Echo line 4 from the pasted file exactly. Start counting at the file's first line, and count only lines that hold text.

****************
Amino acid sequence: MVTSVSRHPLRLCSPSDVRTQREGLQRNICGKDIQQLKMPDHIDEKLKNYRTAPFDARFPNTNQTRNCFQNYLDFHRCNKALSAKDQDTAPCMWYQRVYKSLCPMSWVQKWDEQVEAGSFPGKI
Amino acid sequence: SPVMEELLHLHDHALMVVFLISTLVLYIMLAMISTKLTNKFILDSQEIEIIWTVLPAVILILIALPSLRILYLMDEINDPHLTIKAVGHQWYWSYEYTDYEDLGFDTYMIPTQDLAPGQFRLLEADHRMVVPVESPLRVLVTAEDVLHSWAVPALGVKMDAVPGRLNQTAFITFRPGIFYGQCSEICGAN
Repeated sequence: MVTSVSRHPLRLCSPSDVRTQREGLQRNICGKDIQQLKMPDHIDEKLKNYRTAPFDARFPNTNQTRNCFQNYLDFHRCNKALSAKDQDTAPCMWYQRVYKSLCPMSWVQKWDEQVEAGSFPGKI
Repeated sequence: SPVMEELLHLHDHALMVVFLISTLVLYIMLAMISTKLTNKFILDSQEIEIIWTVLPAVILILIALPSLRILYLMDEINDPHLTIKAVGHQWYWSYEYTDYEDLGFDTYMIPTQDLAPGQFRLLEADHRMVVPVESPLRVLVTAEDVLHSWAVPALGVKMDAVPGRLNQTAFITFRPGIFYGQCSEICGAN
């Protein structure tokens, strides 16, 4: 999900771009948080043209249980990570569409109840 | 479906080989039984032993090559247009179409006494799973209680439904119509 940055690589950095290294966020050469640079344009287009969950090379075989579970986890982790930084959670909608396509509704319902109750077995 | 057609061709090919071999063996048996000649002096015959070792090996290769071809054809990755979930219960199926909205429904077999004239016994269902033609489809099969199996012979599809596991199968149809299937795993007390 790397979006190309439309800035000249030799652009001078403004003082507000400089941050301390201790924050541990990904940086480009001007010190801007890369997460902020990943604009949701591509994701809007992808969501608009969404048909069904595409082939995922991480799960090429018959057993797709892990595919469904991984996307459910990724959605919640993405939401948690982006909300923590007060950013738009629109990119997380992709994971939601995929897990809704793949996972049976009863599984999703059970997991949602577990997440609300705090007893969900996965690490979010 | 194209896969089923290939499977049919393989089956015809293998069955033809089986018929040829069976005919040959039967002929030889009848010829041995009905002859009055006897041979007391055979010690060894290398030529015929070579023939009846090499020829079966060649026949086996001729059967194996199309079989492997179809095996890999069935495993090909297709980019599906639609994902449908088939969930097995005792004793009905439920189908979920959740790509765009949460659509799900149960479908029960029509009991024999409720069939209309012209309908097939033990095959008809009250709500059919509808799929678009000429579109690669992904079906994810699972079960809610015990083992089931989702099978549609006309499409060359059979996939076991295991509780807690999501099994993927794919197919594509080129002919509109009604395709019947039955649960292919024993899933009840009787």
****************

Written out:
Repeated sequence: SPVMEELLHLHDHALMVVFLISTLVLYIMLAMISTKLTNKFILDSQEIEIIWTVLPAVILILIALPSLRILYLMDEINDPHLTIKAVGHQWYWSYEYTDYEDLGFDTYMIPTQDLAPGQFRLLEADHRMVVPVESPLRVLVTAEDVLHSWAVPALGVKMDAVPGRLNQTAFITFRPGIFYGQCSEICGAN